The NPK philosophy was derived in the 1840’s. Some twenty years later, it’s author, Justin von Liebig recanted his NPK philosophy, having recognizing the shortsightedness of his theory. This was to no avail as an entire industry had already established itself.
The NPK philosophy basically states that nitrogen, phosphorus and potassium were all the elements plants needed. With more than 150 years of experience as evidence, the NPK philosophy has in fact produced substantial yields. While there are many who will argue that these harvests are empty harvests - crops which were produced on primarily quantitative criteria with food quality being an accidental consequence, this has become a moot point. NPK in conjuction with Haber-Bosch nitrogen has lead to bankrupt soils (dirt) and depleted resources. It is dependent upon a volatile, finite resource. We’ve built our subsistence upon a house of cards.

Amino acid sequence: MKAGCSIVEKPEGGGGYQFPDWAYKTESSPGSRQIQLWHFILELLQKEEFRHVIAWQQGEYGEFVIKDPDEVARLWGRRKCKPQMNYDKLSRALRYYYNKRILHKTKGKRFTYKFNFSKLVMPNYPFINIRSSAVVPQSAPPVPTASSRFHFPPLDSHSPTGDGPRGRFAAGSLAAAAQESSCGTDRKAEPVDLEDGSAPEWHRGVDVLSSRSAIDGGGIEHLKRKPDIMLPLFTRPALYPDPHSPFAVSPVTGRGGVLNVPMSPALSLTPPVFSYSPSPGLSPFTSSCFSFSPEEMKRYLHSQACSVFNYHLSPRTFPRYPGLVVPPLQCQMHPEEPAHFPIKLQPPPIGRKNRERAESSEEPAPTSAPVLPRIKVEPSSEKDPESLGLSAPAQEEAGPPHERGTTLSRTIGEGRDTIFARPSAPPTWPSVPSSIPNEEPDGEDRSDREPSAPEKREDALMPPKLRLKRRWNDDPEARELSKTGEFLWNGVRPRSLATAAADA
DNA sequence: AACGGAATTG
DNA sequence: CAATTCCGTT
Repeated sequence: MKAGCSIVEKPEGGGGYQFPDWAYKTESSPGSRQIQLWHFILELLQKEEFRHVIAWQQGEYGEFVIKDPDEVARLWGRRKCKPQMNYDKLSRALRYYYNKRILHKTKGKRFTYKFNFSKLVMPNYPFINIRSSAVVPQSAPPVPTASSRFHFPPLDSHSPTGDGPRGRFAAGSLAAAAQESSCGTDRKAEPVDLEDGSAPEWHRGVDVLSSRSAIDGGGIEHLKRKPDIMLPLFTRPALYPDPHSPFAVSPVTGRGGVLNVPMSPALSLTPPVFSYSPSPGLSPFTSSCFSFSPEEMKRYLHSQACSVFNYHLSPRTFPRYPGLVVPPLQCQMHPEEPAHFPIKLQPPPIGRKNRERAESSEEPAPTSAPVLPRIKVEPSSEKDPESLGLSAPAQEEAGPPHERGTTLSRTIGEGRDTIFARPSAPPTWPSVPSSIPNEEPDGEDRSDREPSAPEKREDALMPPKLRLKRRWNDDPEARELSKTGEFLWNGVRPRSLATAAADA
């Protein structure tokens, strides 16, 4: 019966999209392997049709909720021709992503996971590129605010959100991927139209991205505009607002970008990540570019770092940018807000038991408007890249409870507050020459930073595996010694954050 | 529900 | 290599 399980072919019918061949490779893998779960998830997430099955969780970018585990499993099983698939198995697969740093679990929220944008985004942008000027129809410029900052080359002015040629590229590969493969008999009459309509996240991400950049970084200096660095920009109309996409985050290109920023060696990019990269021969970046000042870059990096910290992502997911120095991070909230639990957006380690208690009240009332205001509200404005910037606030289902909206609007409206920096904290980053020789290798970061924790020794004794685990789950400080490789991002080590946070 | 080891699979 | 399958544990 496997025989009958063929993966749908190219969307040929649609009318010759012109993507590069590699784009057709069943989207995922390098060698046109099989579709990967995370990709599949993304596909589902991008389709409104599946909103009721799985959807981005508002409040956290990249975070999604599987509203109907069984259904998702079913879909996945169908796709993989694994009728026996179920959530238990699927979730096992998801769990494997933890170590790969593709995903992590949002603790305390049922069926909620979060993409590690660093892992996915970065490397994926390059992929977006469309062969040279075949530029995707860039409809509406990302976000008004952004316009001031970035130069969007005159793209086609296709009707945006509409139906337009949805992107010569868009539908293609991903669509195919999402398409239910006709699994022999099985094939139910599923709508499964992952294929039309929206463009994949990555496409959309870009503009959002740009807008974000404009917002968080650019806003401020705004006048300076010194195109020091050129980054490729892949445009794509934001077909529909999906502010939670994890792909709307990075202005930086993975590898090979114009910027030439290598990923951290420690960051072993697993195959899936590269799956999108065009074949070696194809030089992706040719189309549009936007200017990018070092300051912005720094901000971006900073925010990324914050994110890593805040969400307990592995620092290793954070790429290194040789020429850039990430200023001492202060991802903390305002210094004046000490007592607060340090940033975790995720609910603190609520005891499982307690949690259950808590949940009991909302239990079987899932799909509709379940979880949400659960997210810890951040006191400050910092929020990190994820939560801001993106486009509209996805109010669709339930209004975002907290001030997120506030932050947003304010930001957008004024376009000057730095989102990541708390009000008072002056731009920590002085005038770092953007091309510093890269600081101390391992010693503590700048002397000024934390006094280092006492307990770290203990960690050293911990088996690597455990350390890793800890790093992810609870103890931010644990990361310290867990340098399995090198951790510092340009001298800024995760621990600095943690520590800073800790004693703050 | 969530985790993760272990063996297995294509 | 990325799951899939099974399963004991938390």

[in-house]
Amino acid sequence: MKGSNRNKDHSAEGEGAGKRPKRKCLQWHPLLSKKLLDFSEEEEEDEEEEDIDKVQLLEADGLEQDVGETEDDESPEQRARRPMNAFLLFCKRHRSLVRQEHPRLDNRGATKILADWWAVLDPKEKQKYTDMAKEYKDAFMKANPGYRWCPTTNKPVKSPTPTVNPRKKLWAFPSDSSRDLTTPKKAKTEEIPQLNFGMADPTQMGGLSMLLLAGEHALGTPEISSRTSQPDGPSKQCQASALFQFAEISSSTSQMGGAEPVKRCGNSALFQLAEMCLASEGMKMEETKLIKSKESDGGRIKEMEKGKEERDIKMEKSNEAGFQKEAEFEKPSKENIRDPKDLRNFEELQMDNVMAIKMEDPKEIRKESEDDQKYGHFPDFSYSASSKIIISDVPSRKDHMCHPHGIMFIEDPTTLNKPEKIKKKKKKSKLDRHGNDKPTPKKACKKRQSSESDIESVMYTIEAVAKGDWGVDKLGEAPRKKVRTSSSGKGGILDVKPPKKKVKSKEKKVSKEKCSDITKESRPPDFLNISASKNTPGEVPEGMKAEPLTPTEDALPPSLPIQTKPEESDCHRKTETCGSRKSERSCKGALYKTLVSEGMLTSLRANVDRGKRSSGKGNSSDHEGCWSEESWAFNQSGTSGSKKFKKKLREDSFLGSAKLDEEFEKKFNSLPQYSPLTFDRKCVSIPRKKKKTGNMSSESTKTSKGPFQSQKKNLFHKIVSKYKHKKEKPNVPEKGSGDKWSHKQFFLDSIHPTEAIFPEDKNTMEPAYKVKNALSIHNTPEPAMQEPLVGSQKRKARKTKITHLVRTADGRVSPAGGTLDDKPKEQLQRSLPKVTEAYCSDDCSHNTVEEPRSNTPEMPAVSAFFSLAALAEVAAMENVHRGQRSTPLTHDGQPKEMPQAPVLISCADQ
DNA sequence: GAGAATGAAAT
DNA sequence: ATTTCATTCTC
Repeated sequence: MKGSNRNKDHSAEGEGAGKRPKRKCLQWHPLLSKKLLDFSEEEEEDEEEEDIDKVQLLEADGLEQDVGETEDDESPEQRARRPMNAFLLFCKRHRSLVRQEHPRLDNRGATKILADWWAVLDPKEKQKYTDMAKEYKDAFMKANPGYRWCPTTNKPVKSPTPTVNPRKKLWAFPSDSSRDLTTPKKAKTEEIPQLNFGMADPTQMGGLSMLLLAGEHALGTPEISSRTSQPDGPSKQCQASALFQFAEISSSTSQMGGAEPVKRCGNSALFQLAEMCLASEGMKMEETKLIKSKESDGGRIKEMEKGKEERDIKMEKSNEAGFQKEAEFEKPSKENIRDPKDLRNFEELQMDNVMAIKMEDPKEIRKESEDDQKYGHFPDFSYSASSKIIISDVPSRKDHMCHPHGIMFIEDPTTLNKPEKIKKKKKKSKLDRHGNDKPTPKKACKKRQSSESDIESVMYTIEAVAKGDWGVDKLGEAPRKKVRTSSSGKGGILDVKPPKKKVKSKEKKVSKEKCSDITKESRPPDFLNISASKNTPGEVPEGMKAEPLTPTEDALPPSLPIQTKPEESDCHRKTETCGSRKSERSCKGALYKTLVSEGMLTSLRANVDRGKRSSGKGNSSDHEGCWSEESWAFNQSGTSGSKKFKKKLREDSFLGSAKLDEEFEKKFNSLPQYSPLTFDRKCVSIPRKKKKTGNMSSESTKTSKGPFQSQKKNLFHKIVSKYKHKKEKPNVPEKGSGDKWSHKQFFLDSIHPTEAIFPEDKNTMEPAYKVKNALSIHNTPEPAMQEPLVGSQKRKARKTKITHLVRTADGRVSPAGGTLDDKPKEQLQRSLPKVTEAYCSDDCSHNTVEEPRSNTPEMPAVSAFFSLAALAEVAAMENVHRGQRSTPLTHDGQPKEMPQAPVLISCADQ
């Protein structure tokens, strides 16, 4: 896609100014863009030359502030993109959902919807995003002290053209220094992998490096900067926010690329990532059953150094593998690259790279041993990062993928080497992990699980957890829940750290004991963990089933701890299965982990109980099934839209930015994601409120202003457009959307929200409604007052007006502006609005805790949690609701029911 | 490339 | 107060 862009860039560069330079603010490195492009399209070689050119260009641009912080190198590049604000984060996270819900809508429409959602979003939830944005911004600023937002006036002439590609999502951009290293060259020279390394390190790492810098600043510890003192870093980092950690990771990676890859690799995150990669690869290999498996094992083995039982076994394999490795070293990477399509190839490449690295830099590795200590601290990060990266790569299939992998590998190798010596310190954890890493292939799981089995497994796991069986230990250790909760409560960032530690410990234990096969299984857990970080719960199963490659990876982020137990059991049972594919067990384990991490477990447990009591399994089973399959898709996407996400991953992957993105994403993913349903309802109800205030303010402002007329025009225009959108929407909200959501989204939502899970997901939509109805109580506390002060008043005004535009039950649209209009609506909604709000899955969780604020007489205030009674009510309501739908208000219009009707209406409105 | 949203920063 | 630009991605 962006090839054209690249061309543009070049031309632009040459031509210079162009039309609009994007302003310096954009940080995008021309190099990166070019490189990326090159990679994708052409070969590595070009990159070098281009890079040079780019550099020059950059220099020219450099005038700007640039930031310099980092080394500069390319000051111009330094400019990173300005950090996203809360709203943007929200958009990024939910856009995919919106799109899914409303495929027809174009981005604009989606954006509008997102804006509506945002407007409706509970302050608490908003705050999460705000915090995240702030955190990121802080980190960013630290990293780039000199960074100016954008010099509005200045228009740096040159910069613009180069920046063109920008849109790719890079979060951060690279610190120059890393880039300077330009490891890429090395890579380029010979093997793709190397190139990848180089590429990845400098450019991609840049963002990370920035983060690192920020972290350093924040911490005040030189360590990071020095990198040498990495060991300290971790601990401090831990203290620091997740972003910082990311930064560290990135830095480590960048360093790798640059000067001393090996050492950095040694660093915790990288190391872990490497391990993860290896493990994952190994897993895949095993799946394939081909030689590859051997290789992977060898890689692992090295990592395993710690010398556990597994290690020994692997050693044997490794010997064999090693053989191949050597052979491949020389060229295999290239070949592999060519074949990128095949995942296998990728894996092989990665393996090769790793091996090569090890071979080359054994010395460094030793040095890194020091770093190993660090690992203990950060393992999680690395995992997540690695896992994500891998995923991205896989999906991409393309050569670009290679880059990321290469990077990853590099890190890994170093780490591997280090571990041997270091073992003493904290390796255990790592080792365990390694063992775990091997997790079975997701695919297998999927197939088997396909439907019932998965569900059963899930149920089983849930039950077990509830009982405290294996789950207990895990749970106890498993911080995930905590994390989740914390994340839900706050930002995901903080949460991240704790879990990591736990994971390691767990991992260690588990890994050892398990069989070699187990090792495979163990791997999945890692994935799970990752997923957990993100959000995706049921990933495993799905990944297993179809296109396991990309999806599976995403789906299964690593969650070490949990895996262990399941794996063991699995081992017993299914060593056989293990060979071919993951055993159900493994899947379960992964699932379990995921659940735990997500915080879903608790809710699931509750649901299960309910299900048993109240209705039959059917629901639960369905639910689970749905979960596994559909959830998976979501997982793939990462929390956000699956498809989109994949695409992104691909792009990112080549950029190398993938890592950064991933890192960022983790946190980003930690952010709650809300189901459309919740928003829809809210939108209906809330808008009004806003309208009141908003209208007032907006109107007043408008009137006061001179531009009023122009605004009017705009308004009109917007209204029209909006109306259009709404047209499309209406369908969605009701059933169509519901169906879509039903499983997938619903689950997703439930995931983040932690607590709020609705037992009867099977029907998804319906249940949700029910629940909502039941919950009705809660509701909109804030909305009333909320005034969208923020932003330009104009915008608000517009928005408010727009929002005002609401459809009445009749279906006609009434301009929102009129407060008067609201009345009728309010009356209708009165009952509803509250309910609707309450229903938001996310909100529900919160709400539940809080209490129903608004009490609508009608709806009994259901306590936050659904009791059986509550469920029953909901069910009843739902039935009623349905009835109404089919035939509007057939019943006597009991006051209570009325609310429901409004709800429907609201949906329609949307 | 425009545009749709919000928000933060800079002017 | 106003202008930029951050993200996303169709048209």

It’s not accurate to say that these industrial processes were intended to treat the soil like dirt. As these processes go, they simply did not require the services of the soil for any purpose other than to support plant roots. The industrial process is indifferent towards soil life. If components of the soil could be utilized to a benefit while still allowing the use of water soluble chemicals and salt-based fertilizers, the potential was capitalized upon.
It’s premise was and remains a matter of feeding the plant roots.
It’s mantra was and continues to be: